Why Hiring is Like a Three-act Play
By Paul Feeney Managing Director, Sanford Rose Associates - Wayne | October 2008
And How Great Beginnings Help Ensure Strong Endings
Aristotle divided drama into three parts - a beginning (where a situation is introduced), a middle (where the situation unfolds) and an end (where the situation is resolved, for better or worse). For example:
- Introduction - Prince Hamlet agonizes over the death of his father, whom he believes was murdered by the new king (Hamlet's uncle, Claudius).
- Development - Hamlet devises an elaborate scheme to expose King Claudius.
- Resolution - Numerous bad people and good people die, including Claudius and Hamlet.Shakespeare actually wrote the tragedy in five acts, as was the custom of the day, but the principle of a beginning, a middle and an ending remains. Hiring is no different.
In the beginning, a position opening occurs - generally for one of four reasons: someone got promoted, someone was fired, someone quit, or the position is new.
During the middle, one or more methods are used to identify and attract candidates for the position. Interviews eventually take place. As in Hamlet, twists and turns of fate occur and, before you know it, the middle act turns into several acts.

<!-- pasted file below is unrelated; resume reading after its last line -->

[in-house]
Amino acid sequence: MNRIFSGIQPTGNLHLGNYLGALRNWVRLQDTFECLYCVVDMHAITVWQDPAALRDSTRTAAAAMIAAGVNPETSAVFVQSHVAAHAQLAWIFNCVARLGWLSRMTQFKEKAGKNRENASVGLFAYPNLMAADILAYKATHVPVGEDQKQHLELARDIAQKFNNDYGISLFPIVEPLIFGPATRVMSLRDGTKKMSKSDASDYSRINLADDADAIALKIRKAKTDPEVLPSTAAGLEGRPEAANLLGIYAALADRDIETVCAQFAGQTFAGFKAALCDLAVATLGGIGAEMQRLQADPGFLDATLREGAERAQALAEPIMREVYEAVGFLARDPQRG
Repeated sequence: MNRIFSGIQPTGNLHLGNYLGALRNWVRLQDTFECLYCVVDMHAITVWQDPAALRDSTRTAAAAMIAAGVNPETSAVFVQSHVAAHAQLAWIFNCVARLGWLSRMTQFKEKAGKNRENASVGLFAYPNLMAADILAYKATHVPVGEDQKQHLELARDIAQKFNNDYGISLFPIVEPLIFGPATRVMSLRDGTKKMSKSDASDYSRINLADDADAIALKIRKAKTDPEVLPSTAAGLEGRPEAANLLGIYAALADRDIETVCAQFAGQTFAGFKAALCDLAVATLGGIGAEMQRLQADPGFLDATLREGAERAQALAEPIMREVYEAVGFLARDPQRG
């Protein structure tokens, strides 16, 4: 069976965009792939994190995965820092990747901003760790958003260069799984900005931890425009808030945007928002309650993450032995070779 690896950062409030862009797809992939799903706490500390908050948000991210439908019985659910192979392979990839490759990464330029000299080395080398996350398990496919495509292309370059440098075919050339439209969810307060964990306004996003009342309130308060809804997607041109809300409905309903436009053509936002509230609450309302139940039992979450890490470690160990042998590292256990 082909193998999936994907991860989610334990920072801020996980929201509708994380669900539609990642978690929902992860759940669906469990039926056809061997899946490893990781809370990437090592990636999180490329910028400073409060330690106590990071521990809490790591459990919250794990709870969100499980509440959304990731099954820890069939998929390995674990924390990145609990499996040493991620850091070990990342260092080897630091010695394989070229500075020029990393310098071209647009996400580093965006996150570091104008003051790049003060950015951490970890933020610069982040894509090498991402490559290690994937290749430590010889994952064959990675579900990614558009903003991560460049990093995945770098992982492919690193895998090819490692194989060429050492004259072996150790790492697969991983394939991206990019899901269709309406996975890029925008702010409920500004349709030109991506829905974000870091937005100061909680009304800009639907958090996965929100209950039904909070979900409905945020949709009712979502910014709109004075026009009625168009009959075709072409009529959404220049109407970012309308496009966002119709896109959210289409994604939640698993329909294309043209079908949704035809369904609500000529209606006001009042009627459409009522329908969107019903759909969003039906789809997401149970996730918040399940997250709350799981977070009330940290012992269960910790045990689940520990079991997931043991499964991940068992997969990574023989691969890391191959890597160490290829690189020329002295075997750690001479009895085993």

At last, however, a candidate is hired, and the curtain comes down - one hopes to rave reviews.
Is it drama? Is it comedy? Sometimes it seems to be a little of both, and we are not quite sure whether to laugh or cry. The drama began most seriously, with a critical position opening demanding to be filled. Then there were those couple of pratfalls, which changed the tone entirely. (Remember the interviewee who spilled soup in his lap?) And when the nod went at last to the internal candidate, it seemed almost like an anticlimax.